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Adventures in Bookland: Neuromancer by William Gibson

The single most remarkable thing about this book is its date of publication: 1984. Think back to the world then. In Britain, we had only recently seen a fourth television channel – Channel 4, natch – computers still kept their memory on floppy discs and the most electronic thing in the average household would have been the radio, tuned to FM stations.

In this, almost pre-modern world, William Gibson’s Neuromancer appeared like an avatar of an incredible future. But as the years have rolled past, the connected, datarich world that Gibson posited has come closer and closer: if the measure of a science fiction novel is how clearly it looks into the future, then Neuromancer is an extraordinary success.

But prognostication alone does not a great book make: for that you need language. And it is here that Gibson’s book exceeds its prophetic function, for in Neuromancer Gibson invented the language of a future that did not yet exist and, by doing so, made it credible and possible. For without a language, without names, the pregnant future cannot come to birth. By inventing the language of the future, Gibson made it credible – then all it required was the scientists to engineer it. And they did, and here we are, in the future that Gibson named.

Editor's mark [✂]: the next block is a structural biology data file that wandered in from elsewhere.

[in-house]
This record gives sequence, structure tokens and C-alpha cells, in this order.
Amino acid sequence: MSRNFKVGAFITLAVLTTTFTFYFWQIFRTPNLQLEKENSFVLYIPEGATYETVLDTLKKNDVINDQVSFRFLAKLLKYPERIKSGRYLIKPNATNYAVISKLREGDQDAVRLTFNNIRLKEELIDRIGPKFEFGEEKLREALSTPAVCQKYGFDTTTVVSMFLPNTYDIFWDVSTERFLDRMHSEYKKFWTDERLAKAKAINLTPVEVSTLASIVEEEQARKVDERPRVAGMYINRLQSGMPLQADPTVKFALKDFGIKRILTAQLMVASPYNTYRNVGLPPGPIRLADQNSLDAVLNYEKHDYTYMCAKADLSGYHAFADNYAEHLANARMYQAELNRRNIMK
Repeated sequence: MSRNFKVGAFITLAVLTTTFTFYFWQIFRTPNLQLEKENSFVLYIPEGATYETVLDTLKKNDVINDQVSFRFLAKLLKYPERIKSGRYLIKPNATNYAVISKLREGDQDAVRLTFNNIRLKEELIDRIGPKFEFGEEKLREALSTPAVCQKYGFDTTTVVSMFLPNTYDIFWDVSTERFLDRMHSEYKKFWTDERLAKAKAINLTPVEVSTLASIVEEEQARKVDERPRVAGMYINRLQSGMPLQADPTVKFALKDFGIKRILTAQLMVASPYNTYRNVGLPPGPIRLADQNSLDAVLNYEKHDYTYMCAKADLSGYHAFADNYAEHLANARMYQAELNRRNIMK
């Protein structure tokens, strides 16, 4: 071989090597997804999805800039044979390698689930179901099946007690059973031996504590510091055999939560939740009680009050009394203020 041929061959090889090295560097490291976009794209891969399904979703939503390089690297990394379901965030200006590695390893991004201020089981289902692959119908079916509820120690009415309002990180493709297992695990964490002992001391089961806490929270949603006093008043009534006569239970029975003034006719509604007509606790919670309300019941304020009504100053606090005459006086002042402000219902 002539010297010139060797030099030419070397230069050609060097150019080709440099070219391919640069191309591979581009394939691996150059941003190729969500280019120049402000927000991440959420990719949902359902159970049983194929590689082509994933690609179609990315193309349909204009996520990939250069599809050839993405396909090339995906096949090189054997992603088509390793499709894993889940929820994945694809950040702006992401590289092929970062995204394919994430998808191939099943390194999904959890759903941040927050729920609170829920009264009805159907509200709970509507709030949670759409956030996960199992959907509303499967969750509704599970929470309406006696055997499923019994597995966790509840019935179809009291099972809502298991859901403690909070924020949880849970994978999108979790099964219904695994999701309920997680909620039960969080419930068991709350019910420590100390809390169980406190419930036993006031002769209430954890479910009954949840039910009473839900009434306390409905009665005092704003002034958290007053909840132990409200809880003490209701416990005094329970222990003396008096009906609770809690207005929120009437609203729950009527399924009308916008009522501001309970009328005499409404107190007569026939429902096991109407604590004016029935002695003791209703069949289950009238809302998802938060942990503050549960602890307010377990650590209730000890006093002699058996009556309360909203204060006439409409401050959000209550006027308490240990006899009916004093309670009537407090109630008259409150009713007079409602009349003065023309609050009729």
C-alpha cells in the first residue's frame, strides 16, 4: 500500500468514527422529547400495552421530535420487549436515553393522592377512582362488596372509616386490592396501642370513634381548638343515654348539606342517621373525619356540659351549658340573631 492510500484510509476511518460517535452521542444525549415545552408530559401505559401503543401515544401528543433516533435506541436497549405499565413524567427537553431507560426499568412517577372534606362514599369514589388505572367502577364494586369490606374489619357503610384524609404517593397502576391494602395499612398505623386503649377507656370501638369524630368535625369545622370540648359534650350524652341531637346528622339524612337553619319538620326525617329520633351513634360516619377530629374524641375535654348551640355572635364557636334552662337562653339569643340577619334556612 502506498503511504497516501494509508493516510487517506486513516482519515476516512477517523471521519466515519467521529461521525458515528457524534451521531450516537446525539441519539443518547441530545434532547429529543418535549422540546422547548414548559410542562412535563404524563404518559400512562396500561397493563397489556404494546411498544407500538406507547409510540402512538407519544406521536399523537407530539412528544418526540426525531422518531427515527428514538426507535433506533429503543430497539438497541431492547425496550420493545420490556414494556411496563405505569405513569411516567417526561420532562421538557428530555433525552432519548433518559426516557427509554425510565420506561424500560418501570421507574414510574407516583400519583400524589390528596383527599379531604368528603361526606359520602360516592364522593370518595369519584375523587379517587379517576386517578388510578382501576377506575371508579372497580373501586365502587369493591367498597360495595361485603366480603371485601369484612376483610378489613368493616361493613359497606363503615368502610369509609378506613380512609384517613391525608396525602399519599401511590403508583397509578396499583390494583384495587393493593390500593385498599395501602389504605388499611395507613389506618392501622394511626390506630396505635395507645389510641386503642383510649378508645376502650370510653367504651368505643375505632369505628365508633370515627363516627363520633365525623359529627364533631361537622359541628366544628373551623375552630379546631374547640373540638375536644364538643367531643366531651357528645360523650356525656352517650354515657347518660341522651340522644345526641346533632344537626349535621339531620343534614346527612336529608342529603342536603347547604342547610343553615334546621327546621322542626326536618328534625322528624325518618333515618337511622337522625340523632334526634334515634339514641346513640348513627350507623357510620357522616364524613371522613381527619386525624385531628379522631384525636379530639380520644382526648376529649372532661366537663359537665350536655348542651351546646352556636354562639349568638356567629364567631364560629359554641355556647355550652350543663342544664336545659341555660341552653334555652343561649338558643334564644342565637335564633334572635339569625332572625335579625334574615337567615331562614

So Neuromancer may be the most important novel of the last fifty years. Next to that, the actual story hardly matters, which is probably just as well, as the plot is standard noir, where everyone and everything double-crosses each other, but without the moral core that Philip Marlowe provides in the Raymond Chandler novels that are, stylistically, the progenitors of Gibson’s work. Case, the hero, is as much a cipher as the virtual reality which is the only place where he actually comes alive, and the other characters are so alienated as to be, for all intents and purposes, actual aliens in human skins. The AIs don’t rise to the status of characters either. But this all beside the point: Gibson imagined our future and, for byter or worse, we seem set on bringing it about.

 

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